Symbols and Rituals are universal – Vivekananda

Symbols and Rituals are universal – Vivekananda

Before considering further how devotion to duty helps us in our spiritual progress, let me place before you in a brief compass another aspect of what we in India mean by Karma. In every religion there are three parts: philosophy, mythology, and ritual. Philosophy, of course, is the essence of every religion; mythology explains and illustrates it by means of the more or less legendary lives of great men, stories and fables of wonderful things, and so on; ritual gives to that philosophy a still more concrete form, so that every one may grasp it — ritual is in fact concretised philosophy. This ritual is Karma; it is necessary in every religion, because most of us cannot understand abstract spiritual things until we grow much spiritually.

It is easy for men to think that they can understand anything; but when it comes to practical experience, they find that abstract ideas are often very hard to comprehend. Therefore symbols are of great help, and we cannot dispense with the symbolical method of putting things before us. From time immemorial symbols have been used by all kinds of religions. In one sense we cannot think but in symbols; words themselves are symbols of thought. In another sense everything in the universe may be looked upon as a symbol. The whole universe is a symbol, and God is the essence behind.

This kind of symbology is not simply the creation of man; it is not that certain people belonging to a religion sit down together and think out certain symbols, and bring them into existence out of their own minds. The symbols of religion have a natural growth. Otherwise, why is it that certain symbols are associated with certain ideas in the mind of almost every one? Certain symbols are universally prevalent.

Many of you may think that the cross first came into existence as a symbol in connection with the Christian religion, but as a matter of fact it existed before Christianity was, before Moses was born, before the Vedas were given out, before there was any human record of human things. The cross may be found to have been in existence among the Aztecs and the Phoenicians; every race seems to have had the cross.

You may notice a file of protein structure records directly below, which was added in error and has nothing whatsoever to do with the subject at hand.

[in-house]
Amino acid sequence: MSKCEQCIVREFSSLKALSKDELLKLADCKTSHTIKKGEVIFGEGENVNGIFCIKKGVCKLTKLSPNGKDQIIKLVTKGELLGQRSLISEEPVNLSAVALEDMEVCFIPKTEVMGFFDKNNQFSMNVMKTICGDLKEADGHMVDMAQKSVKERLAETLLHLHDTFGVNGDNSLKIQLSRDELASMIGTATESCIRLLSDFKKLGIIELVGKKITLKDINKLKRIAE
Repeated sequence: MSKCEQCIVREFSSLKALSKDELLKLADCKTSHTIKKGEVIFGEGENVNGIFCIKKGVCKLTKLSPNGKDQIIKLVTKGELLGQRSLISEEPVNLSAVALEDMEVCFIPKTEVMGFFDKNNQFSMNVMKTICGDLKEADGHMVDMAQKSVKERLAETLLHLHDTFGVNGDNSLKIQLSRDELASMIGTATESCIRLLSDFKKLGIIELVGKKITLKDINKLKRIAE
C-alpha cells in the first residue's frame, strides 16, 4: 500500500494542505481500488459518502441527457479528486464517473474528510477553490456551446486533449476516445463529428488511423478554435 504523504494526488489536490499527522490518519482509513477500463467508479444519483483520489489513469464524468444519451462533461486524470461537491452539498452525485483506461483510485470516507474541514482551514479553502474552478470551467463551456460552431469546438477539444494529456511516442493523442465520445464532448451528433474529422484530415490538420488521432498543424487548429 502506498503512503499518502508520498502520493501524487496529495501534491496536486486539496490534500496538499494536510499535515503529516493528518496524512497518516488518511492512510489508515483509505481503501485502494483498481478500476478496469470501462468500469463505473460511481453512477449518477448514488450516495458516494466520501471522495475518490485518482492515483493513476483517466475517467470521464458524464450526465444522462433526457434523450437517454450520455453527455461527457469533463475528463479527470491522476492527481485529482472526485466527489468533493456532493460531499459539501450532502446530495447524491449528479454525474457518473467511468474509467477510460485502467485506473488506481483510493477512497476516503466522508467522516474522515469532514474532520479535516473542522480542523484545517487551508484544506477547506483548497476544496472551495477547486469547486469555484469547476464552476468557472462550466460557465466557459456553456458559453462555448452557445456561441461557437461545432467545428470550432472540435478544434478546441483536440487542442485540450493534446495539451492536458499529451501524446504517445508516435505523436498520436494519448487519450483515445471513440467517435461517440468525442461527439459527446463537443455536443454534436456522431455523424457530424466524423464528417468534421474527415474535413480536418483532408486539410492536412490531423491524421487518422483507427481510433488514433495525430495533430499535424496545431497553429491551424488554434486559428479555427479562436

Again, the symbol of the crucified Saviour, of a man crucified upon a cross, appears to have been known to almost every nation. The circle has been a great symbol throughout the world. Then there is the most universal of all symbols, the Swastika (Symbol used in India meaning Auspiciousness, Wellbeing). At one time it was thought that the Buddhists carried it all over the world with them, but it has been found out that ages before Buddhism it was used among nations. In Old Babylon and in Egypt it was to be found.

What does this show? All these symbols could not have been purely conventional. There must be some reason for them; some natural association between them and the human mind. Language is not the result of convention; it is not that people ever agreed to represent certain ideas by certain words; there never was an idea without a corresponding word or a word without a corresponding idea; ideas and words are in their nature inseparable. The symbols to represent ideas may be sound symbols or colour symbols. Deaf and dumb people have to think with other than sound symbols. Every thought in the mind has a form as its counterpart. This is called in Sanskrit philosophy Nâma-Rupa — name and form.

It is as impossible to create by convention a system of symbols as it is to create a language. In the world’s ritualistic symbols we have an expression of the religious thought of humanity. It is easy to say that there is no use of rituals and temples and all such paraphernalia; every baby says that in modern times. But it must be easy for all to see that those who worship inside a temple are in many respects different from those who will not worship there. Therefore the association of particular temples, rituals, and other concrete forms with particular religions has a tendency to bring into the minds of the followers of those religions the thoughts for which those concrete things stand as symbols; and it is not wise to ignore rituals and symbology altogether. The study and practice of these things form naturally a part of Karma-Yoga.

Swami Vivekananda Complete-Works / Volume 1 / Karma-Yoga/Chapter V

Leave a Reply

Your email address will not be published. Required fields are marked *